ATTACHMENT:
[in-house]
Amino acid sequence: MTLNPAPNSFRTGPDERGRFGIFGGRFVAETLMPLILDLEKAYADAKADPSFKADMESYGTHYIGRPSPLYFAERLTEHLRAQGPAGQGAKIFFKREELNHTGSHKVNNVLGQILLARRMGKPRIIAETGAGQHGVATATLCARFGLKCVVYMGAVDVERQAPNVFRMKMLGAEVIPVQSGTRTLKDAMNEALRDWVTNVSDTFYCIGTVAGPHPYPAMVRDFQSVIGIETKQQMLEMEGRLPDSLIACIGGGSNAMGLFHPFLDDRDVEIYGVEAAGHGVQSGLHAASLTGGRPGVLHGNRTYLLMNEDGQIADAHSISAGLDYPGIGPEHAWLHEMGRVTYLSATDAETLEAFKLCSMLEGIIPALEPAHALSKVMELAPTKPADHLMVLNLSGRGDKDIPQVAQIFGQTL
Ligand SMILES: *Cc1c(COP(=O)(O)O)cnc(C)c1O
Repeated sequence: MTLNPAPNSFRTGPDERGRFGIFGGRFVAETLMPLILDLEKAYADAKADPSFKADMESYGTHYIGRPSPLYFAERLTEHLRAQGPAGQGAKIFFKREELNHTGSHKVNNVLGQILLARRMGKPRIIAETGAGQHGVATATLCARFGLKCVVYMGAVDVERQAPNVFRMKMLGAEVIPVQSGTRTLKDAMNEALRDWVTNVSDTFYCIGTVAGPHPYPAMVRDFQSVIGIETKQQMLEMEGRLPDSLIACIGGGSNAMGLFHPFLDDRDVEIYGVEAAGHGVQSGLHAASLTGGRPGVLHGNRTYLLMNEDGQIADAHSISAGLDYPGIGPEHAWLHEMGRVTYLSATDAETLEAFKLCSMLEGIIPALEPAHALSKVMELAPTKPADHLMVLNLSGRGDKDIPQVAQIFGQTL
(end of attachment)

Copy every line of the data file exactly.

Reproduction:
[in-house]
Amino acid sequence: MTLNPAPNSFRTGPDERGRFGIFGGRFVAETLMPLILDLEKAYADAKADPSFKADMESYGTHYIGRPSPLYFAERLTEHLRAQGPAGQGAKIFFKREELNHTGSHKVNNVLGQILLARRMGKPRIIAETGAGQHGVATATLCARFGLKCVVYMGAVDVERQAPNVFRMKMLGAEVIPVQSGTRTLKDAMNEALRDWVTNVSDTFYCIGTVAGPHPYPAMVRDFQSVIGIETKQQMLEMEGRLPDSLIACIGGGSNAMGLFHPFLDDRDVEIYGVEAAGHGVQSGLHAASLTGGRPGVLHGNRTYLLMNEDGQIADAHSISAGLDYPGIGPEHAWLHEMGRVTYLSATDAETLEAFKLCSMLEGIIPALEPAHALSKVMELAPTKPADHLMVLNLSGRGDKDIPQVAQIFGQTL
Ligand SMILES: *Cc1c(COP(=O)(O)O)cnc(C)c1O
Repeated sequence: MTLNPAPNSFRTGPDERGRFGIFGGRFVAETLMPLILDLEKAYADAKADPSFKADMESYGTHYIGRPSPLYFAERLTEHLRAQGPAGQGAKIFFKREELNHTGSHKVNNVLGQILLARRMGKPRIIAETGAGQHGVATATLCARFGLKCVVYMGAVDVERQAPNVFRMKMLGAEVIPVQSGTRTLKDAMNEALRDWVTNVSDTFYCIGTVAGPHPYPAMVRDFQSVIGIETKQQMLEMEGRLPDSLIACIGGGSNAMGLFHPFLDDRDVEIYGVEAAGHGVQSGLHAASLTGGRPGVLHGNRTYLLMNEDGQIADAHSISAGLDYPGIGPEHAWLHEMGRVTYLSATDAETLEAFKLCSMLEGIIPALEPAHALSKVMELAPTKPADHLMVLNLSGRGDKDIPQVAQIFGQTL